A crucial assumption behind the Polanyi-Wigner formula is that the desorption rate depends only on the instantaneous temperature and coverage, and is not history dependent. A key condition for this to be true is that the equilibration rate of the molecule on the surface be faster than the desorption rate. We have attempted to characterise the typical equilibration times for the isolated HO molecule on MgO (001) by studying the diffusional and rotational dynamics, and we have found that the condition is satisfied by a margin of several orders of magnitude in the temperature region where thermal desorption can be experimentally observed.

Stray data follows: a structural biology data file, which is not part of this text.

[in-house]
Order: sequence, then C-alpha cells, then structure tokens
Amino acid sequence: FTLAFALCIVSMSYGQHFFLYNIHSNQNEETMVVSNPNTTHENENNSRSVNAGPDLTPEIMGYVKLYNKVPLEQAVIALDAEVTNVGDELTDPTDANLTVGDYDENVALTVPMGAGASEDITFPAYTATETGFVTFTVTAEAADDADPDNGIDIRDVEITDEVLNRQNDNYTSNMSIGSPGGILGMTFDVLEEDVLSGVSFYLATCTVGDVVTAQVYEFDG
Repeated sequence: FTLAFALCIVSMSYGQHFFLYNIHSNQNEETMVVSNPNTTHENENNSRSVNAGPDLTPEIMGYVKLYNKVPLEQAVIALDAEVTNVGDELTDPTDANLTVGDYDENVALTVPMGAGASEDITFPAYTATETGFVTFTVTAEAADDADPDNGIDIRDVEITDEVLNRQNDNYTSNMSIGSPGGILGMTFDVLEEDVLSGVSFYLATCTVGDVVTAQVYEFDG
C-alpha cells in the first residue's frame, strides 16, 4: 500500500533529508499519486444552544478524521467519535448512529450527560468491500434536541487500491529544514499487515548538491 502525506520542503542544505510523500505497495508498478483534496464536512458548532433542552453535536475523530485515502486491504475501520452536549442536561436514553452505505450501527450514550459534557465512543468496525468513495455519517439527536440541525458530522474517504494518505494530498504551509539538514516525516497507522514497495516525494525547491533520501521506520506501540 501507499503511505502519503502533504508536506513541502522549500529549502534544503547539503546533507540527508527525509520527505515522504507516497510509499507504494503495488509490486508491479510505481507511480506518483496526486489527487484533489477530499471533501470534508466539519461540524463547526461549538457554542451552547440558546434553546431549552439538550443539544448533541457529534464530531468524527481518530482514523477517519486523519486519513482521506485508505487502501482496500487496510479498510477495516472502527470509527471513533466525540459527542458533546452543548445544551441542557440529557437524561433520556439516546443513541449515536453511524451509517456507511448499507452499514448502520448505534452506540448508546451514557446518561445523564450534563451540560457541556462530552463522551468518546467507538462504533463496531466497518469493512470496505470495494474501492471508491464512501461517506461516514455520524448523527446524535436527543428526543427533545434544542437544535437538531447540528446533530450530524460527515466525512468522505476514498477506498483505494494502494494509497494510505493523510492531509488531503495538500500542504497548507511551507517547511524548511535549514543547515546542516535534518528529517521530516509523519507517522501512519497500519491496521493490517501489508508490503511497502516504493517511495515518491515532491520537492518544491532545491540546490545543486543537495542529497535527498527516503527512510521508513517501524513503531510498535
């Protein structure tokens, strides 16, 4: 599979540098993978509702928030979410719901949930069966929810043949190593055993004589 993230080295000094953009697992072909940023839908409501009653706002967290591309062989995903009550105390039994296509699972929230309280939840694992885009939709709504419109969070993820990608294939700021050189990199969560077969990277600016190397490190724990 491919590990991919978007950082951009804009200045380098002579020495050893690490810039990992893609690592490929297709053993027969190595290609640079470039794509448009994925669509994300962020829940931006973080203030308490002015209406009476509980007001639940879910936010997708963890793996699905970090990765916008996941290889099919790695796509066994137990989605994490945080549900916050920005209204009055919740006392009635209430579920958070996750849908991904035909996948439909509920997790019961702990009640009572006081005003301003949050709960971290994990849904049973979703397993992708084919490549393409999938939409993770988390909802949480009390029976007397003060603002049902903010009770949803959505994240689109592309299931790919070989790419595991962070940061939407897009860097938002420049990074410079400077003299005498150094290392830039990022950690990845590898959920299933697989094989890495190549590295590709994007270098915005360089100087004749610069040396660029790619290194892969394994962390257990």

A direct comparison with experimental TPD data for HO on MgO (001) is not straightforward. There have been several TPD studies reported [28, 29], some of which refer to carefully prepared surfaces that appear to be relatively free of defects. Desorption at sub-monolayer coverage is associated with a TPD peak at K. In our simulated system, the desorption rate at this is s, so that all molecules would desorb in less than 10 s, which is many orders of magnitude less than the time-scale of a TPD experiment. This might suggest that the adsorption energy of 0.46 eV given by the PBE functional we have used is considerably too low. However, the effect of attractive water-water interactions may be important even at coverages well below the monolayer level. In fact, adsorption isotherm measurements indicate a critical point in the surface phase diagram of HO on MgO (001) at K . The effect of water-water interactions on the desorption rate clearly needs to be quantified. A further complication is that we have so far ignored quantum nuclear effects. Because of the very high vibrational frequencies of the water molecule, it is possible that changes of zero-point energy on adsorption might shift significantly. Even without all these effects, it is not clear that we should expect good agreement with experiment yet, because the calculated depends so much on the exchange-correlation functional. The frequency prefactor might also depend significantly on exchange-correlation functional. If we assume provisionally that our calculated of s is essentially correct, and we ignore water-water interactions, then the experimental TPD peak temperature of 245 K would require an activation energy eV, which is well above the PBE adsorption energy of 0.46 eV, though it is still below the LDA value of 0.95 eV. It is clear that DFT predictions of need to be tested against more accurate and reliable methods.